Following a U.S. Supreme Court decision on Monday not to hear a challenge from Drakes Bay Oyster Company that would allow it to continue oyster-farming operations within Point Reyes National Seashore, the company has reached a settlement with the park to close its facilities at the end of 2014.
The agreement ends two years of litigation between Drakes Bay and the National Park Service, which manages Drakes Estero, where the company has farmed oysters since the 1930s. The Lunny family purchased the farm in 2004.
The NPS will take responsibility for removing infrastructure from the commercial shellfish operation, returning the land to wilderness use as part of Point Reyes National Seashore. “More than two and a half million visitors enjoy this extraordinary place every year, and we will continue to take our stewardship responsibilities seriously on behalf of the American people,” the NPS said in a statement.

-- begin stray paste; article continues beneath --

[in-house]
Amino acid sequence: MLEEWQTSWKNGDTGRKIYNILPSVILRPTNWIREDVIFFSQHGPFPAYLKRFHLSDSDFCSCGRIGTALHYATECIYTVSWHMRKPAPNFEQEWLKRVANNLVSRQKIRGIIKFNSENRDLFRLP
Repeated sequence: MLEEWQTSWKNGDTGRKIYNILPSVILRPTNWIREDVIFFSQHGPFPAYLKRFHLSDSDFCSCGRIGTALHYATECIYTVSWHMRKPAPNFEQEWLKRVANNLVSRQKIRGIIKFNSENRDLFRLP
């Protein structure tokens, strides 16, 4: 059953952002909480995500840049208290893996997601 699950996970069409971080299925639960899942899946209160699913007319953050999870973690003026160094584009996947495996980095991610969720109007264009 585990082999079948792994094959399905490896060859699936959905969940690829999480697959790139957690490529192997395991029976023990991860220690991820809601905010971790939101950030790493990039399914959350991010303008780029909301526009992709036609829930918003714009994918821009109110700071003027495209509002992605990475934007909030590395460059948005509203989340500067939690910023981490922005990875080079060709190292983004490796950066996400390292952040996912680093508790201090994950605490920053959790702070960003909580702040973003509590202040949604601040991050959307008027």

Drakes Bay Oyster Company’s 40-year lease ran out at the end of 2012. The Lunnys have since fought to keep their business open, arguing that the NPS falsely charged the company with environmental harm and falsely claimed that its policies required the removal of their farming operations.
“We fought long and hard all the way to the U.S. Supreme Court,” the Lunny family said in the press release. “Along the way we stood up for family farms, for sustainable food, and for scientific integrity in the government.”
Joe, Kevin, and Bob Lunny, co-owners of Drakes Bay, said in a press release that they now plan to open a restaurant called Drakes Oyster House at the Tomales Bay Resort in Inverness. They hope to provide jobs to many of their workers and support other small farms and fishermen. They will also continue to distribute oysters to restaurants and markets in the San Francisco Bay Area.